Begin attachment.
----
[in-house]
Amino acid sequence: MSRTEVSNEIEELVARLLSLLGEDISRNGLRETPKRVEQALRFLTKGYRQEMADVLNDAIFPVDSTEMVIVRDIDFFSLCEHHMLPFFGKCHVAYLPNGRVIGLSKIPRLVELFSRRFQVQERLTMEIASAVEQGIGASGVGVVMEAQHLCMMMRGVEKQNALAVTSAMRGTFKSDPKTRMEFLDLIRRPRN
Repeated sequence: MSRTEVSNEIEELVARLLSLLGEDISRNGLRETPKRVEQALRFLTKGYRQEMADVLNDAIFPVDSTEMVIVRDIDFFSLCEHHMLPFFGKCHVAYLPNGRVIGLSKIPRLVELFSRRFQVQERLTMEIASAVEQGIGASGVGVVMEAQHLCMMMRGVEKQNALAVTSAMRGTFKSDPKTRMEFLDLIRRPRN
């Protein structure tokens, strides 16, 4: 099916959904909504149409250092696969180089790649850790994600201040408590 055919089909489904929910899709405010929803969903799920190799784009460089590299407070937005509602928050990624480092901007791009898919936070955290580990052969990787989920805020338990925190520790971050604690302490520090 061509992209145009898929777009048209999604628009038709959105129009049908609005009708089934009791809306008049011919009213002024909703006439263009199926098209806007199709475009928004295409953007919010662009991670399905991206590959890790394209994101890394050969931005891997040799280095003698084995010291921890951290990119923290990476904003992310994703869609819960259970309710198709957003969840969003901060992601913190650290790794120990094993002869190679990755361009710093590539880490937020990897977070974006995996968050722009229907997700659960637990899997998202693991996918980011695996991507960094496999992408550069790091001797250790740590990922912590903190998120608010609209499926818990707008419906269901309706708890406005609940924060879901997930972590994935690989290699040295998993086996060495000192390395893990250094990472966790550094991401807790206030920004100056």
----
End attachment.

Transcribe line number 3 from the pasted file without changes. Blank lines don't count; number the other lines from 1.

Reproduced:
Repeated sequence: MSRTEVSNEIEELVARLLSLLGEDISRNGLRETPKRVEQALRFLTKGYRQEMADVLNDAIFPVDSTEMVIVRDIDFFSLCEHHMLPFFGKCHVAYLPNGRVIGLSKIPRLVELFSRRFQVQERLTMEIASAVEQGIGASGVGVVMEAQHLCMMMRGVEKQNALAVTSAMRGTFKSDPKTRMEFLDLIRRPRN